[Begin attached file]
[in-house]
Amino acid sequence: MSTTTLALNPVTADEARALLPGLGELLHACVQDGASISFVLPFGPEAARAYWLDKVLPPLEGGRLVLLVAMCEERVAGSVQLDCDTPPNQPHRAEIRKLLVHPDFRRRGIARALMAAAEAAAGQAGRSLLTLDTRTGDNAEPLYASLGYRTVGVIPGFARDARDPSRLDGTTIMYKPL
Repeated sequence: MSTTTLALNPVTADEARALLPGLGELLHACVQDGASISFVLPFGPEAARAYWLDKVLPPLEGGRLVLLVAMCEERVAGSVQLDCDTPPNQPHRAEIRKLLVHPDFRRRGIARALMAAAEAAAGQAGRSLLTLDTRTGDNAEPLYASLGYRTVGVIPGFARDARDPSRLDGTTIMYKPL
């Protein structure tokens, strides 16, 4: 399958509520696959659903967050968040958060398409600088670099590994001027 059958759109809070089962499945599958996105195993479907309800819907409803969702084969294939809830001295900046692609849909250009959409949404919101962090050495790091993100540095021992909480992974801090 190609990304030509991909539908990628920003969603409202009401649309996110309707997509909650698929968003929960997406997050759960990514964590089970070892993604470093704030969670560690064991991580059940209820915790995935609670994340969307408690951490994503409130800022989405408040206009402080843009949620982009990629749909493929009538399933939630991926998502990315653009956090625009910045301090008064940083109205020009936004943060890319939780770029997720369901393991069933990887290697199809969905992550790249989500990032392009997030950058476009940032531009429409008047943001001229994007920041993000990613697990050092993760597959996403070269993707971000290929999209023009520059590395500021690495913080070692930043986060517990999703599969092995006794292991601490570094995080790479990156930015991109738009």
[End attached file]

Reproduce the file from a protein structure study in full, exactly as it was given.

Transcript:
[in-house]
Amino acid sequence: MSTTTLALNPVTADEARALLPGLGELLHACVQDGASISFVLPFGPEAARAYWLDKVLPPLEGGRLVLLVAMCEERVAGSVQLDCDTPPNQPHRAEIRKLLVHPDFRRRGIARALMAAAEAAAGQAGRSLLTLDTRTGDNAEPLYASLGYRTVGVIPGFARDARDPSRLDGTTIMYKPL
Repeated sequence: MSTTTLALNPVTADEARALLPGLGELLHACVQDGASISFVLPFGPEAARAYWLDKVLPPLEGGRLVLLVAMCEERVAGSVQLDCDTPPNQPHRAEIRKLLVHPDFRRRGIARALMAAAEAAAGQAGRSLLTLDTRTGDNAEPLYASLGYRTVGVIPGFARDARDPSRLDGTTIMYKPL
């Protein structure tokens, strides 16, 4: 399958509520696959659903967050968040958060398409600088670099590994001027 059958759109809070089962499945599958996105195993479907309800819907409803969702084969294939809830001295900046692609849909250009959409949404919101962090050495790091993100540095021992909480992974801090 190609990304030509991909539908990628920003969603409202009401649309996110309707997509909650698929968003929960997406997050759960990514964590089970070892993604470093704030969670560690064991991580059940209820915790995935609670994340969307408690951490994503409130800022989405408040206009402080843009949620982009990629749909493929009538399933939630991926998502990315653009956090625009910045301090008064940083109205020009936004943060890319939780770029997720369901393991069933990887290697199809969905992550790249989500990032392009997030950058476009940032531009429409008047943001001229994007920041993000990613697990050092993760597959996403070269993707971000290929999209023009520059590395500021690495913080070692930043986060517990999703599969092995006794292991601490570094995080790479990156930015991109738009």